If working within the system doesn’t satisfy your needs, you can also get involved with the local HUB Chapter, who advocate for better cycling infrastructure and funding, locally and at the regional level. New West hosted their AGM a couple of weeks ago, and it was great to hear about the work being done in the local chapters across the region. The local group is also instrumental in getting elementary school kids trained to ride their bikes safely, running cycling safety and skills courses with the School District. They are also a very helpful voice at the table when we are making decisions about cycling infrastructure in the City. You should become a member, and then decide if you can give them your time, donate them some money, or whatever combination of the two fits your lifestyle the best!

Finally, you can ride your bike, and use SeeClickFix when you run into problems, to let City staff know that good cycling infrastructure is wanted, and bad cycling infrastructure is noticed, by residents of the City.

We are working on the MTP, on making this a better place to ride a bike, but we could always use more motivation from our residents!

on the commute.

The Ides of August was hellish for people trying to get home from work. It was a hot day by Vancouver standards, without much of a breeze, but the sweat on the brows was more caused by a series of incidents where cars unsuccessfully tried to share space with one another.helltraffic1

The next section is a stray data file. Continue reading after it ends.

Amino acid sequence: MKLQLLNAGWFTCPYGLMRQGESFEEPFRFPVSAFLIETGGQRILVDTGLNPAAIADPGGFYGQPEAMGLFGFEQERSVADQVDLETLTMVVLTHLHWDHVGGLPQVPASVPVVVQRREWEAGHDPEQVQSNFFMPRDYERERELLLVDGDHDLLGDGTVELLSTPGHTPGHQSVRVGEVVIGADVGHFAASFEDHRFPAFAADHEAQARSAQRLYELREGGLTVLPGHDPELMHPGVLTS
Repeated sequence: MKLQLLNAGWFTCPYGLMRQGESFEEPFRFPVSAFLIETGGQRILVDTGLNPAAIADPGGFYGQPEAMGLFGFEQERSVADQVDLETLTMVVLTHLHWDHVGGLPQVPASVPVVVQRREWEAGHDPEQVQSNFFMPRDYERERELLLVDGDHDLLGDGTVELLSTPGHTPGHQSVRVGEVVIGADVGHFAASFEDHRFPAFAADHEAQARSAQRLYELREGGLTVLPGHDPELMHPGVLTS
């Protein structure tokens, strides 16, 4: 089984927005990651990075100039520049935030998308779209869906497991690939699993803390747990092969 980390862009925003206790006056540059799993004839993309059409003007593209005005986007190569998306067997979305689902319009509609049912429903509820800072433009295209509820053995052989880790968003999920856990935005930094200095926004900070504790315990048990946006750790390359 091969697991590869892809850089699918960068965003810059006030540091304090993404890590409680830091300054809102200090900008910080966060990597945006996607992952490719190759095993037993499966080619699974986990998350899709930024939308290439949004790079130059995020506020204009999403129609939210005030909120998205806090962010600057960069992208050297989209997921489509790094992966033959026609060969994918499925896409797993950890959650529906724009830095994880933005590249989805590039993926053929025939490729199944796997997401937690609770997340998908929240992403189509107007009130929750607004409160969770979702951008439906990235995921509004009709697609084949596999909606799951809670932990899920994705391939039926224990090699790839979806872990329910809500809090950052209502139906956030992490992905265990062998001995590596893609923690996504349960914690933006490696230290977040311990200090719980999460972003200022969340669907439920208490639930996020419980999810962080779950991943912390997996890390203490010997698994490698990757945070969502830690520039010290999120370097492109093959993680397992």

However, on a hot day like this, one incident causing delay often cascades into a series of other incidents as people become less patient, less rational, and the natural dehumanizing effects of being in a car get people treating everyone around them, the people they share a community with, like their mortal enemies for having the gall of trying to do the same thing they themselves are doing because aaaAAAARRGGH!

helltraffic2

I commute by car, by transit, and by bike, depending on day, weather, schedule, and lifestyle factors. Yesterday, I was fortunate to have taken my bike into work, so my commute home was relatively stress free. I have to admit a bit of smugness enters the mind when you are relaxed on a bike, enjoying the weather, and pedaling softly by a long line of single-occupant cars, which almost offsets the self-hatred I suffer every time I am in the car, stuck in a line, and see some much happier person riding their bike past me. However, having been that person stuck in a car, stuck in traffic that I am also a part of, it never occurred to me to blame the person on the bike for my physical predicament, or my mental state.

So yesterday, I am riding east along Westminster Highway near the Nature Park during this traffic chaos when I see something new to me. I am exposed to Richmond Drivers on a daily basis, but this was a little over the top. There was a line of about six or seven cars just rolling down the bike lane. It is almost as if the drivers had decided that two lanes were not enough, and had, en masse, decided this is a three lane road, passing the vehicles stuck to their left. At some point, a group of about 4 were stopped at a light, and I rolled past them. This might have been a little untoward, but after all, it is a bike lane – no sharrows or bus stop or shared parking space or right turn lane ambiguity here, and I was on a bicycle.

This was too much for a guy in a 4th generation Camaro Convertible with the ginormous Polska Pride flag decal covering the the hood. He took the opportunity to suggest to me in no uncertain terms, that I should not be riding my bicycle “on the road”. I saw this as a great time to remind him that I was, in fact in a bike lane, as evidenced by the nearby signage, and that he, in fact was also in the bike lane, without a bike, so I may have been in the right here.